Federal prosecutors in Brazil are currently investigating reports of a massacre of ten members of an uncontacted tribe by gold miners.
The mass murder of the tribe members, who lived in a remote part of the Amazon Rainforest, is believed to have occurred last month in the Javari Valley.
The Brazilian indigenous affairs agency, Funai, contacted the Amazonas prosecutor’s office after a group of gold miners bragged the massacre in a bar, right near the Colombian border.
The gold miners allegedly showed off a hand-carved paddle which they claimed to have stolen from the tribe.
Speaking with The New York Times, Funai’s coordinator for uncontacted and recently contacted tribes, Leila Silvia Burger Sotto-Maior detailed the miners’ claim:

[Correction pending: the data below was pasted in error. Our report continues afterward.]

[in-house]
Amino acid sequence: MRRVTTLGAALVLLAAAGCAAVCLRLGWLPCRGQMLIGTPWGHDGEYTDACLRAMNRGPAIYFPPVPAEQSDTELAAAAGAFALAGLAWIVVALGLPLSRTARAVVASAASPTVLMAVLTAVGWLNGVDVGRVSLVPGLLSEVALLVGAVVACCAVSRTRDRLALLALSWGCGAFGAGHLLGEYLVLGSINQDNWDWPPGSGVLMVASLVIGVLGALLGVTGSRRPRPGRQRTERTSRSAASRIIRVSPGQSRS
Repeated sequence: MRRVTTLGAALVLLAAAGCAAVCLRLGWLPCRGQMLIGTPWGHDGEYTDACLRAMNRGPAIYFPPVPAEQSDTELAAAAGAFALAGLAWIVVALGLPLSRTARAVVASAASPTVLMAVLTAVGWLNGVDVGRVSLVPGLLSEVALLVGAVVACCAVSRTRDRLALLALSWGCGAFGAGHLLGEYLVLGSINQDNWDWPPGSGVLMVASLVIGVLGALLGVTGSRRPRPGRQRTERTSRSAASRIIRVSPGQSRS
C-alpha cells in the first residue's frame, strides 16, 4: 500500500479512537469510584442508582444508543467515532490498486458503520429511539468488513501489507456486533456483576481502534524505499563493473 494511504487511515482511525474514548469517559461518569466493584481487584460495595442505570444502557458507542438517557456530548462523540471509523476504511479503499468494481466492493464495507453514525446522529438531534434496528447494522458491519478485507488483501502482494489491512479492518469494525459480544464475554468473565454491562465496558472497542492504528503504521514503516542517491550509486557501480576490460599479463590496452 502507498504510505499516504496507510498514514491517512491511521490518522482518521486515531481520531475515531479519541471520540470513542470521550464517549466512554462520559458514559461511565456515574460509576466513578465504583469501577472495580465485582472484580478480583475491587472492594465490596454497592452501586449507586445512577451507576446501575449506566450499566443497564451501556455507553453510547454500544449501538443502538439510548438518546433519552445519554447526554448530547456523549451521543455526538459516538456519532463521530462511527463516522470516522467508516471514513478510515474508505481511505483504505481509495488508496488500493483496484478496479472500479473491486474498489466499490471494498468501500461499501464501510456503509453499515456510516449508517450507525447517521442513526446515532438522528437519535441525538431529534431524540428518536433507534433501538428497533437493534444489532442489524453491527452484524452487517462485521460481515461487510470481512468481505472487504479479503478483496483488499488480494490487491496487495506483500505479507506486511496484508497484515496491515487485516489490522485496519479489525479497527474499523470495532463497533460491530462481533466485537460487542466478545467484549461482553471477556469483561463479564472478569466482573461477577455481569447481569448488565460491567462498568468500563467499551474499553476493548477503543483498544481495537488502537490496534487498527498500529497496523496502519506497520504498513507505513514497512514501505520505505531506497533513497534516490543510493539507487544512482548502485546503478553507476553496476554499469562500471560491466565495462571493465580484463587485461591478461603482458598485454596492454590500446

It was crude bar talk,
They even bragged about cutting up the bodies and throwing them in the river.
Also speaking with The New York Times, prosecutor Pablo Luz de Beltrand was able to confirm an investigation is under way, however finding out information will be difficult:
We are following up, but the territories are big and access is limited,
These tribes are uncontacted — even Funai has only sporadic information about them. So it’s difficult work that requires all government departments working together.
Funding for indigenous affairs has been severely cut under the current president, Michel Temer.
As a result, Funai has been forced to shut down five out of their nineteen bases used to protect remote tribes from invasion and persecution.
This new investigation has sparked new fears about the welfare of remote indigenous people in Brazil.
Jules studied English Literature with Creative Writing at Lancaster University before earning her masters in International Relations at Leiden University in The Netherlands (Hoi!). She then trained as a journalist through News Associates in Manchester. Jules has previously worked as a mental health blogger, copywriter and freelancer for various publications.